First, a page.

Audio Visual Design Guidelines

Standard Room Types and User Interfaces

96 views August 31, 2018 October 17, 2019 aetm 0

The AETM recommends that as best practice organisations adopt standard room types, user interfaces and wherever possible use standardised equipment and software. This will improve supportability as hardware commonality decreases both troubleshooting and the time taken to resolve a system fault. 

Standardising room fit-outs allows organisations to streamline other aspects of AV design; such as implementing standardised documentation, interface design and control code. It also allows you to leverage a consistent set of network protocols for transport, remote support, management and analytics.

Additional advantages of standardisation includes:
  • long-term cost management and savings benefits
  • repeatable and consistent functionality afforded to end users
  • consistent user experience and ‘how-to’ guides
  • improved remote supportability and familiarity for helpdesk and field staff
  • efficient vendor management and access to bulk pricing and redemption offers
  • simpler procurement (as integrators get used to standards)
  • easier management of spares
  • increased speed of deployment
  • standardised lifecycle for room refresh and replacement

An important consideration when approaching standard system design is to consider flexibility and allow for the use of different manufacturers or products so that if improvements or changes  need to be made in the future they can be implemented. AETM recommend that standard system designs are first prototyped, thoroughly tested, clearly documented and signed off prior to mass deployment. 

Where adjustments are considered to standard systems, these changes must also be tested within the context of the system they are enhancing and confirmed as working before committing to the change to minimise headaches during project delivery.

Many organisations assign codes to their standard room types (e.g. AV1, AV2, AV3-A etc.) which define the different features and technology available in these spaces. Each standard system type may include  small variations which cater for additional options available to implement in a room (e.g single vs dual content display, web conferencing, wireless presentation, etc).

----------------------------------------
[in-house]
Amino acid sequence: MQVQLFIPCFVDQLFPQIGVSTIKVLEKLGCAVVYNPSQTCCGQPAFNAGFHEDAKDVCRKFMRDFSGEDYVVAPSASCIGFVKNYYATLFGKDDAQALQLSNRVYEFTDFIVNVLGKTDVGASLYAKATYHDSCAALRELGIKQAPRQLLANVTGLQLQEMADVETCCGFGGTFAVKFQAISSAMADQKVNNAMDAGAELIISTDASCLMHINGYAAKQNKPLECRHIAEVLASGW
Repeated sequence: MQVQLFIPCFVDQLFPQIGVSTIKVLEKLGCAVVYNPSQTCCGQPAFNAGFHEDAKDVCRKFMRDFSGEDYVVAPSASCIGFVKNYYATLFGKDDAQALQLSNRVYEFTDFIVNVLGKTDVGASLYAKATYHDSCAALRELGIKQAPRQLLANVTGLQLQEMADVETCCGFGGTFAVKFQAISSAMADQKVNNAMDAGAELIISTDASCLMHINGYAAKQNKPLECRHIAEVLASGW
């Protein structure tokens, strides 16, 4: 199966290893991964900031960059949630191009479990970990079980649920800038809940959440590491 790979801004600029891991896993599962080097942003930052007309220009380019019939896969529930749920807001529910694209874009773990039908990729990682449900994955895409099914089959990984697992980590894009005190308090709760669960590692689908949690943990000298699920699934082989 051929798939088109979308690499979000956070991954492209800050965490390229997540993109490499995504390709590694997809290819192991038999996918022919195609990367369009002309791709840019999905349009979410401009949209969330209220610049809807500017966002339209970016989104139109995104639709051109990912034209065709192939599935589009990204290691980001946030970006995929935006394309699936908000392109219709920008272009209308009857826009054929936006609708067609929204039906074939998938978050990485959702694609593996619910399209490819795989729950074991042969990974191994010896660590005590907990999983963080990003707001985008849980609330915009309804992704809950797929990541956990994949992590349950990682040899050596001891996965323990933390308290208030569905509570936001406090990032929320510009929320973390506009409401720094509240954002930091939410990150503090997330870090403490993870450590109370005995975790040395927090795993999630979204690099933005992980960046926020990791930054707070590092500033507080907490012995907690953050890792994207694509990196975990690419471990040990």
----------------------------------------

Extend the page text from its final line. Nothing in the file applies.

When developing standard room designs, it is important not only to specify products in the AV documentation, but also think about device port allocations and configurations so that standardised documentation and code can be written to support and control the space. Performance criteria should be applied to elements that change to suit the environment in which they are implemented; e.g. screen sizing, display system brightness and electro-acoustic systems (as discussed in later sections).

 

A note on bespoke room systems:

Whilst many rooms will be generic enough that it is possible to develop a standard, the nature of universities and their requirements will lead to the need for bespoke system designs. These types of spaces are unique in their nature, will often have equipment and layouts that do not apply elsewhere in the organisation and require unique control code to control and manage the room. It is important when designing these types of spaces to consider the support and maintenance implications in managing the room over its lifecycle, and to develop a clear support model for any non-standard equipment or functionalities. 

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